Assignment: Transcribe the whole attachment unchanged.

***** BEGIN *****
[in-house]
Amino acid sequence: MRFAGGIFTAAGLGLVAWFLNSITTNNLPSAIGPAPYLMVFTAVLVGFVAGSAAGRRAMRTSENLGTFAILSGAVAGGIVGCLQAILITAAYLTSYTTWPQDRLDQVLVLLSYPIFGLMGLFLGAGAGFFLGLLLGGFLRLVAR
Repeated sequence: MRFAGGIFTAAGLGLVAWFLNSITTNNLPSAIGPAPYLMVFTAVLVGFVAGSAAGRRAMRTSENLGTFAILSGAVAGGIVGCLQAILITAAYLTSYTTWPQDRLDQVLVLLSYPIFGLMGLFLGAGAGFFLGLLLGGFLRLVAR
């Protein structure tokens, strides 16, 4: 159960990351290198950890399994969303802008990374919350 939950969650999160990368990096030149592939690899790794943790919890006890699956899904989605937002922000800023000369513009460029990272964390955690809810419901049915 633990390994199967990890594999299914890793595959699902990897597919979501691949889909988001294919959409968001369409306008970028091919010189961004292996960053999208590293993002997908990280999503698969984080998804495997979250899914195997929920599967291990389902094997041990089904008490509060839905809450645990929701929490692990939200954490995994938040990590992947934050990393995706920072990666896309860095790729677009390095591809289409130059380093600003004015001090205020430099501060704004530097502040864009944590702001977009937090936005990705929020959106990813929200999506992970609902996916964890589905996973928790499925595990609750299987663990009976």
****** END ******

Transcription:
[in-house]
Amino acid sequence: MRFAGGIFTAAGLGLVAWFLNSITTNNLPSAIGPAPYLMVFTAVLVGFVAGSAAGRRAMRTSENLGTFAILSGAVAGGIVGCLQAILITAAYLTSYTTWPQDRLDQVLVLLSYPIFGLMGLFLGAGAGFFLGLLLGGFLRLVAR
Repeated sequence: MRFAGGIFTAAGLGLVAWFLNSITTNNLPSAIGPAPYLMVFTAVLVGFVAGSAAGRRAMRTSENLGTFAILSGAVAGGIVGCLQAILITAAYLTSYTTWPQDRLDQVLVLLSYPIFGLMGLFLGAGAGFFLGLLLGGFLRLVAR
């Protein structure tokens, strides 16, 4: 159960990351290198950890399994969303802008990374919350 939950969650999160990368990096030149592939690899790794943790919890006890699956899904989605937002922000800023000369513009460029990272964390955690809810419901049915 633990390994199967990890594999299914890793595959699902990897597919979501691949889909988001294919959409968001369409306008970028091919010189961004292996960053999208590293993002997908990280999503698969984080998804495997979250899914195997929920599967291990389902094997041990089904008490509060839905809450645990929701929490692990939200954490995994938040990590992947934050990393995706920072990666896309860095790729677009390095591809289409130059380093600003004015001090205020430099501060704004530097502040864009944590702001977009937090936005990705929020959106990813929200999506992970609902996916964890589905996973928790499925595990609750299987663990009976």